In the dialogue scene where Charlotte is lying on the floor and Eva is sitting on the sofa behind her, the shadow of the boom mic is visible on the curtains when the camera pans to Eva for a few seconds. See more »
All that was sensitive and delicate, you attacked. All that was alive, you tried to smother.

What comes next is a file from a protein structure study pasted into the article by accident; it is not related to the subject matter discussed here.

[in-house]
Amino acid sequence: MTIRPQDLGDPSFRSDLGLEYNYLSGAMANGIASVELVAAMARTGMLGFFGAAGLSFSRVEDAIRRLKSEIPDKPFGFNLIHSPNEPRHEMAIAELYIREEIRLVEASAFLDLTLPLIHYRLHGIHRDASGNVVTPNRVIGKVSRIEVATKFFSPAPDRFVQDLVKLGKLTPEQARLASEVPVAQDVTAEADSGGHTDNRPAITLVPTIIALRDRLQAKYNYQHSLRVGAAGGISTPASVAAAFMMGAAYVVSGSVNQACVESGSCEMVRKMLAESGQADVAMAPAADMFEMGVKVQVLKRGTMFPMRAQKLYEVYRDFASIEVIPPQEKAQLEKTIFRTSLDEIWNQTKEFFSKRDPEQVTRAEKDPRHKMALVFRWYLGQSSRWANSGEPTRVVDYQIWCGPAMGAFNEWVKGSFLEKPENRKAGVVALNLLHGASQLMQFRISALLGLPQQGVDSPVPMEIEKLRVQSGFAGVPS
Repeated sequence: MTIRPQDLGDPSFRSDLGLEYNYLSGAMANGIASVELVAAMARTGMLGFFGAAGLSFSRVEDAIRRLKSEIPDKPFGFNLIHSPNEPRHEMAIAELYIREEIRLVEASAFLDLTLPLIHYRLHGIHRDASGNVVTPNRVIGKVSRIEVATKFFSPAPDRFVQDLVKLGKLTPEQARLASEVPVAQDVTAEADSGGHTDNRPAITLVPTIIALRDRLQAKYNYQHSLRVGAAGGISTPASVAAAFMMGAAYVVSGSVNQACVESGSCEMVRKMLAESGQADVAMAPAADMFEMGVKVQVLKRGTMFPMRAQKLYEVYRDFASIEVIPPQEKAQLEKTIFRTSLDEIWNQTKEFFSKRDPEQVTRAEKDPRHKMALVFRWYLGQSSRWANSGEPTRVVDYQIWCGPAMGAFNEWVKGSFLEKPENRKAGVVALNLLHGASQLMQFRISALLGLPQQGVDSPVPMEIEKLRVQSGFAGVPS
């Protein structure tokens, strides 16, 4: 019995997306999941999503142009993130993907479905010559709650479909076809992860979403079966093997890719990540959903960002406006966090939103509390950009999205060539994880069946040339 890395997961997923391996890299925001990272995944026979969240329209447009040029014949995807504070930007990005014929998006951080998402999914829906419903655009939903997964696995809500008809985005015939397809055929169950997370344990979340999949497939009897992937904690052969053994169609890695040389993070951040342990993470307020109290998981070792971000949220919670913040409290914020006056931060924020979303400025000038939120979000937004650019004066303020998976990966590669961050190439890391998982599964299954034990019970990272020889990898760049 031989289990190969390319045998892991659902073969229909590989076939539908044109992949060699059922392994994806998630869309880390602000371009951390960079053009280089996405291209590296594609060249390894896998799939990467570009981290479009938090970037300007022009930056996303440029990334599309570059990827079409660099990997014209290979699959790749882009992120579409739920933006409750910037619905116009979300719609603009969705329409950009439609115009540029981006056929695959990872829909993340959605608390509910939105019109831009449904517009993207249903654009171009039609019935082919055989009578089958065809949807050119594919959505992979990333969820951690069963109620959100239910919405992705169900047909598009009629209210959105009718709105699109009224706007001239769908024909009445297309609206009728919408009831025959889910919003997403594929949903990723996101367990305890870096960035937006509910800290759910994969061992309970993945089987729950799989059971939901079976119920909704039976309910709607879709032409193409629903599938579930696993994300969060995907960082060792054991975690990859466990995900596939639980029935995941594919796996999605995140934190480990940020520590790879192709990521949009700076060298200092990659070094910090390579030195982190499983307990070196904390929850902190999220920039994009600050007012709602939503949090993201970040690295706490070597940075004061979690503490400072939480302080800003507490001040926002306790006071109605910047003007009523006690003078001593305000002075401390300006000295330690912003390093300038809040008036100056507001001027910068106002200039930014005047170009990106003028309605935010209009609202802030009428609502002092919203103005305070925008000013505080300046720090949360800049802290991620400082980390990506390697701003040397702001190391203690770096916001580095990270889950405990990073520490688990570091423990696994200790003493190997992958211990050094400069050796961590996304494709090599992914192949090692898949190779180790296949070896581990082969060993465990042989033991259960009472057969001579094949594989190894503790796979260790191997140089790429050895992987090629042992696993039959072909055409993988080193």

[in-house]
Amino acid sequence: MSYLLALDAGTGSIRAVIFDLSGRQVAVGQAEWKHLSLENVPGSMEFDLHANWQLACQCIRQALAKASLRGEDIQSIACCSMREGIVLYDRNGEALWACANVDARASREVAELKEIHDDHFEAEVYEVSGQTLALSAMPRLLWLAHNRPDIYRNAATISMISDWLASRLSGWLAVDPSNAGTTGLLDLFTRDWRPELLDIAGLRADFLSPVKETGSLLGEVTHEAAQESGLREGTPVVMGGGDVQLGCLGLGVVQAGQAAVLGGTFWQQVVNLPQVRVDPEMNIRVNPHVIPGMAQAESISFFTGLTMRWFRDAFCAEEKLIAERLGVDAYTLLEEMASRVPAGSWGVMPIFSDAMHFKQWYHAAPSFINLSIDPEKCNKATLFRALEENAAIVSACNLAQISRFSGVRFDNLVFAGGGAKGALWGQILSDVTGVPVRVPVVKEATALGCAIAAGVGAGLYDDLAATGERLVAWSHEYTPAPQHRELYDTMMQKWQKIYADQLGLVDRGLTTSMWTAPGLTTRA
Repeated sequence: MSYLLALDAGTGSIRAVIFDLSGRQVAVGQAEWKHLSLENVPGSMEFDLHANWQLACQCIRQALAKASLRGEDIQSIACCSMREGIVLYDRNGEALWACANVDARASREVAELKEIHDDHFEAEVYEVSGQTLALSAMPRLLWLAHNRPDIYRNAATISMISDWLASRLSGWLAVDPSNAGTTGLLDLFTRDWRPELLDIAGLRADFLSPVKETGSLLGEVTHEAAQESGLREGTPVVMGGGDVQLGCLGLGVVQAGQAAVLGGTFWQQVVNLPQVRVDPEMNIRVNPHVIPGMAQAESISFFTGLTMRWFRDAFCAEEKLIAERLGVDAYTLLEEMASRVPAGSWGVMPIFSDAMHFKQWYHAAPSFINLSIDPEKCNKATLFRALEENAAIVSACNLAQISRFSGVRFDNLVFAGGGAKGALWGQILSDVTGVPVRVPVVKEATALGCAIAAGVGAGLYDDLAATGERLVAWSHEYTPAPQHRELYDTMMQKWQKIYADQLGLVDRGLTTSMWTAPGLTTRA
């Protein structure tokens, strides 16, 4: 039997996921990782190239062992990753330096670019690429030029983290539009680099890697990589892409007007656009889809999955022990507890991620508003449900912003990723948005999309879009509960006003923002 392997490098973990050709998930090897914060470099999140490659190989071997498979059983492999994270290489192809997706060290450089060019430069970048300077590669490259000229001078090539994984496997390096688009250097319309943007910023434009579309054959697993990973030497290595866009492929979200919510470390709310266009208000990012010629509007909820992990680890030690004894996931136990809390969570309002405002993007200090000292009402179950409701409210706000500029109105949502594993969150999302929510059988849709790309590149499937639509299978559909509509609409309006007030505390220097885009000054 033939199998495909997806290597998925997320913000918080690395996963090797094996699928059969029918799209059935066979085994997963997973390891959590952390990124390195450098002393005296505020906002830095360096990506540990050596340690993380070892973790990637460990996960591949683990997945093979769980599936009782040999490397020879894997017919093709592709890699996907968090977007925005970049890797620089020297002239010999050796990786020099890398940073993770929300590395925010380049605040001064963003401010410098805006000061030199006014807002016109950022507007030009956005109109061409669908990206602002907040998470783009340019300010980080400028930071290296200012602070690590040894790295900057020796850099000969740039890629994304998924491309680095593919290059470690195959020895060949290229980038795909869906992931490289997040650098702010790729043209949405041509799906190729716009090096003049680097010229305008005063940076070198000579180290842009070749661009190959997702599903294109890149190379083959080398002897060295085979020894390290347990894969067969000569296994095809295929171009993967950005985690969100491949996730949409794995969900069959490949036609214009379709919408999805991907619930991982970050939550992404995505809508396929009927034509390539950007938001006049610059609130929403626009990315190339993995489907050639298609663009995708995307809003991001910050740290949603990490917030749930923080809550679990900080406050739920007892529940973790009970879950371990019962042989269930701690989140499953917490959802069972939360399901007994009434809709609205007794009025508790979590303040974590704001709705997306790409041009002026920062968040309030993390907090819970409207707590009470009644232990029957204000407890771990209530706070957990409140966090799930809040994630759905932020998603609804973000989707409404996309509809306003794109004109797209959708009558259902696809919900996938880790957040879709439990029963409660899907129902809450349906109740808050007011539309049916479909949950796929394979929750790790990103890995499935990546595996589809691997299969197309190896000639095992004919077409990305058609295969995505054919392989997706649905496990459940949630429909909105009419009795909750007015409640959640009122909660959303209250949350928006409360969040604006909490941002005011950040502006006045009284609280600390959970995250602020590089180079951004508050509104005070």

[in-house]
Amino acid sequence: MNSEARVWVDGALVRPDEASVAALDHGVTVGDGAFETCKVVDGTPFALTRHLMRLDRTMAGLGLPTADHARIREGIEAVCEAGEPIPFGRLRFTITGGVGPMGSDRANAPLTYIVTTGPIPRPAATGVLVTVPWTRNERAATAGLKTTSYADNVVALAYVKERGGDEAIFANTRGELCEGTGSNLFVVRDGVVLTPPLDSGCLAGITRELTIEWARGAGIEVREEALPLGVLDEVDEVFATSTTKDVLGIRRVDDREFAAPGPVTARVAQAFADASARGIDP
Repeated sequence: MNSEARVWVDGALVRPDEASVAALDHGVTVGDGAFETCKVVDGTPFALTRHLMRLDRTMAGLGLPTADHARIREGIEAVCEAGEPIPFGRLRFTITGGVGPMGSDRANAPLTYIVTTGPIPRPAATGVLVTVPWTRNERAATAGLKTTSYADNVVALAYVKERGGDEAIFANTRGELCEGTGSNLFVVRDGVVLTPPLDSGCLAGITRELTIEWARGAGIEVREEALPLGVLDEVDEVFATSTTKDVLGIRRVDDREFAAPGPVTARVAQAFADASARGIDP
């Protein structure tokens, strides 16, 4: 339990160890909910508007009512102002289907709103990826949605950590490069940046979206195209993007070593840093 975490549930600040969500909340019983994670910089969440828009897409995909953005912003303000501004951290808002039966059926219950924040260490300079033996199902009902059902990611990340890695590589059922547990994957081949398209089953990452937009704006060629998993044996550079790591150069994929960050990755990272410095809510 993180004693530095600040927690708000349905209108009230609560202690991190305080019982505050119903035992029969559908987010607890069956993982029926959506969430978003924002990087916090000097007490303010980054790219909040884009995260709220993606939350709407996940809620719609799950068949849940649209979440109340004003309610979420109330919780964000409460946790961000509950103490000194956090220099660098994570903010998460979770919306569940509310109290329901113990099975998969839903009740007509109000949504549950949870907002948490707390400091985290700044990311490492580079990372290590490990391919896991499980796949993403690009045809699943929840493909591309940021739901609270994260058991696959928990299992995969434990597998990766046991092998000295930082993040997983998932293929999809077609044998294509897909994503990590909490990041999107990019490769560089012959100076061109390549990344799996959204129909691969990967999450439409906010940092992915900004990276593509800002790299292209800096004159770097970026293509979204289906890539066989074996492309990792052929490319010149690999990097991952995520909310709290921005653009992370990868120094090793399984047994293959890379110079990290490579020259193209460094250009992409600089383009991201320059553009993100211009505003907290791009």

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Writer/director Ingmar Bergman examines the strained relationship between a mother and daughter in `Autumn Sonata,' starring Ingrid Bergman and Liv Ullmann. Eva (Ullmann) has not seen her mother, Charlotte (Bergman) in seven years; a successful concert pianist, Charlotte has spent a good portion of her life on the road, but after losing her long-time companion, Leonardo, Eva invites her to come to the parsonage where she and her minister husband, Viktor (Halvar Bjork), live, for an extended visit. Charlotte accepts, but soon after her arrival, old wounds and feelings begin to surface, and the film becomes an intimate character study of the life-long dysfunctional relationship between Charlotte and Eva, during which director Bergman intricately examines the causes and effects of all that has passed between them during their lives. It's an in-depth look at the emotional damage human beings are capable of inflicting upon one another, and how fragile the line between love and hate becomes when subjected to incessant neglect by even one of the parties involved. As the story unfolds and the principals bare their souls-- at last revealing a lifetime's worth of repressed feelings-- it becomes an emotionally devastating experience for the audience, as well, for there is much contained within the dynamics of this situation that most viewers will be able to identify with and relate to within their own lives. Ingmar Bergman is a Master of presenting life as it truly is; reality-- and portraying it on the screen-- is his domain, and throughout his career he has veritably created almost a genre of his own in doing so. With a microscope of his own design, he scrutinizes the basic instincts of the human condition, what makes people tick and how and why they relate to one another as they do. Much of what he presents is startling, and always emotionally involving, because he penetrates so deeply and succinctly into the heart of the matter, as he demonstrates so superlatively with this film. His methods and style are unique, his talent unequivocal; many others have attempted to capture the essence of that which Bergman has perfected, but few have succeeded. Interestingly enough, Liv Ullmann is one who, as a director, has probably come the closest to achieving that classic `sense' of Bergman, with her films `Private Confessions,' and `Faithless,' both of which were written by Bergman. In her role as Eva, Ullmann gives one of the best performances of her career, for which she should have at least been nominated for an Oscar; that she was not is nothing less than a gross injustice. She so skillfully conveys the depth and complexities of her character, and the differing emotional levels to which Eva is subjected, that it creates a lasting impression and makes her someone with whom it is easy for the audience to sympathize. It makes you realize, upon reflection, what a truly gifted actress Ullmann is. And, as good as Ullmann's performance here is, it is equaled-- though not, I would say-- surpassed, by Ingrid Bergman's portrayal (in her final theatrical appearance) of Charlotte; and in a renewal of faith that there is some justice in the world after all, she received an Oscar nomination for Best Actress for it. In retrospect, it seems somehow inevitable that the two Bergmans came together at last, though it's somewhat lamentable that their career paths did not cross sooner. There is some consolation, however, in the fact that when they did finally join forces the result was such a powerful, memorable film. The supporting cast includes Lena Nyman (Helena), Gunnar Bjornstrand (Paul), Erland Josephson (Josef) and Linn Ullmann (Eva as a child). An intelligent, thought provoking and emotionally wrenching film, highlighted by outstanding performances and beautifully photographed by Sven Nykvist, `Autumn Sonata' is an example of filmmaking at it's best; it's a lasting tribute, not only to the immense talents of Ingmar Bergman and Liv Ullmann, but to Ingrid Bergman, one of the most beautiful and gifted actresses ever to grace the silver screen. I rate this one 10/10.